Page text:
By Daniel J. Vance
Chris Messina of Berea, Ohio, dearly loves his son Andrew. "But I'm frustrated sometimes because I have been patiently waiting for him to say 'Dad,' and the words just aren't there," Chris said to me last week after a Joni and Friends retreat for families affected by disabilities. "And it's frustrating when he's sick and he can't communicate what's wrong."
Andrew is, according to his dad, "severely" autistic. At 13 he does not talk, but he does differ from most severely autistic persons in that he can give and receive affection.
The Autism Society of America (ASA) calls autism a "complex developmental disability" that arises from a neurological disorder affecting brain functioning in the areas of social interaction, and verbal and non-verbal communication. Its severity varies widely from person to person.
ASA estimates that autism affects up to 1.5 million Americans, and at current rates the number could increase to 4 million by 2020. In California alone the number of children diagnosed with full-syndrome autism doubled from 1999-2002. Boys are four times more prone. The annual rate of growth during the last decade has been in double digits. If it were a communicable disease the government would call its spread an epidemic.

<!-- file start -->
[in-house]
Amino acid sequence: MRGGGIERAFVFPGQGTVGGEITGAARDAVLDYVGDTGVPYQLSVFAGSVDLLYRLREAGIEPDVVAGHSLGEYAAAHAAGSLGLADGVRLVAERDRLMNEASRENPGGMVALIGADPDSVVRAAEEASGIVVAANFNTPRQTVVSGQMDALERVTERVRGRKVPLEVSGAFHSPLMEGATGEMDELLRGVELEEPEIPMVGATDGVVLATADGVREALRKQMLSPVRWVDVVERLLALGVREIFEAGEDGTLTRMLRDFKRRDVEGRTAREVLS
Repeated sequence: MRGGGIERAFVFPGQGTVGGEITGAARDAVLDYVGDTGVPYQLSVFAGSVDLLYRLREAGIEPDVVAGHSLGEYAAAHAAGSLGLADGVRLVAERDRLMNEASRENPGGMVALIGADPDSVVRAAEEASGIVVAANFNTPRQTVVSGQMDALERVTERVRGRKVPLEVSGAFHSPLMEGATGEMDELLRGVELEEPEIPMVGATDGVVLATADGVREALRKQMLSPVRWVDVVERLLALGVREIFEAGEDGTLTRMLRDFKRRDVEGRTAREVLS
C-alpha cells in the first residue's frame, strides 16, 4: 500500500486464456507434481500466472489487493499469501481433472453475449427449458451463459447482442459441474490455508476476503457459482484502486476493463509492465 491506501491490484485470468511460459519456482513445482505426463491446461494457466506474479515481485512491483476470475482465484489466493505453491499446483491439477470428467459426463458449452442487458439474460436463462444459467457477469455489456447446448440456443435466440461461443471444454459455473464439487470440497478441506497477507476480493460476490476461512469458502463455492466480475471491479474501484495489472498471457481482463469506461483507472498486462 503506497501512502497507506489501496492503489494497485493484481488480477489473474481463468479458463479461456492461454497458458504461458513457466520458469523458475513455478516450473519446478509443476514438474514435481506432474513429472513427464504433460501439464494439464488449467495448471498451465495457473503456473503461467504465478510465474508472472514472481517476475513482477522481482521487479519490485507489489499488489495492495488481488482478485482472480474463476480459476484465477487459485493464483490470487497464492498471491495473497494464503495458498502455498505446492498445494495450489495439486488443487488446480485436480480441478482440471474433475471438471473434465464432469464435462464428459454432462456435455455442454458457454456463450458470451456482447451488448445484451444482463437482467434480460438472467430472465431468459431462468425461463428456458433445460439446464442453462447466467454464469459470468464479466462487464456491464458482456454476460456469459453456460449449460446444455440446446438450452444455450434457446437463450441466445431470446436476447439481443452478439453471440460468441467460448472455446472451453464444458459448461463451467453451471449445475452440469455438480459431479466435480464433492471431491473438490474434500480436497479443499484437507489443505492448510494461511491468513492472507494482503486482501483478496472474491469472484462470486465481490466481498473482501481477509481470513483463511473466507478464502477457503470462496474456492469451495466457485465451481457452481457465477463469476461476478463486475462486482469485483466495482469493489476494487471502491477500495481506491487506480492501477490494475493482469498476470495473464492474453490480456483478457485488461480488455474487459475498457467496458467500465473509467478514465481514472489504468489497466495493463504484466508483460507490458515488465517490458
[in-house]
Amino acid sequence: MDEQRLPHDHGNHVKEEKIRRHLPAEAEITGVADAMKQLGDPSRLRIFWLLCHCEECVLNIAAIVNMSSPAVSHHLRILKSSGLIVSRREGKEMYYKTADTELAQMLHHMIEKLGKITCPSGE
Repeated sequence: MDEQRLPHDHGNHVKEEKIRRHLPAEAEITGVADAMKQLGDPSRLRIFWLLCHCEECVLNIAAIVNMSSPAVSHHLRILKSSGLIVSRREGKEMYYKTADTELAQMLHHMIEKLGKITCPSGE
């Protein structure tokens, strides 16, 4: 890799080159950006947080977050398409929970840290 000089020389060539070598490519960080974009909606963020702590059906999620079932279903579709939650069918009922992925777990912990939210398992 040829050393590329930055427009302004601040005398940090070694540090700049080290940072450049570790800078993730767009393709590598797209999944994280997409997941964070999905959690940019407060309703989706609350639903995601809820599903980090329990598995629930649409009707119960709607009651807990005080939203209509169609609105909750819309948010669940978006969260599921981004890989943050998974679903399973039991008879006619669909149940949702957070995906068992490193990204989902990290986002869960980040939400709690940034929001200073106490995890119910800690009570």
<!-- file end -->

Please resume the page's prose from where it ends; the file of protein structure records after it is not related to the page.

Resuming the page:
No cause or causes are known, though genetics and childhood vaccines are key suspects. There is no known cure.
"Very few people (out in public places) have a clue what is going on with Andrew," Messina said. "People look at us and through their body language wonder why we can't control him."
When standing in place Andrew rocks back and forth, and he's always reaching for objects, regardless of how many times his father tells him no. He can be noisy in a restaurant or library, and when he doesn't calm down, "we just have to leave," said Messina.
Andrew attends school at a "developmental center" in northern Ohio, where he receives music and occupational therapy.
Despite the frustrations and awkward social situations his son places him in, Messina reiterated that he dearly loves his son. "As for Andrew, he's really a joy to be around," he said. "He's a good-natured boy. He knows he's loved immensely and he returns it in kind."
As for raising a child with autism, he said, "These kids don't ask for a lot, and they don't have high expectations. They just want to know they are loved."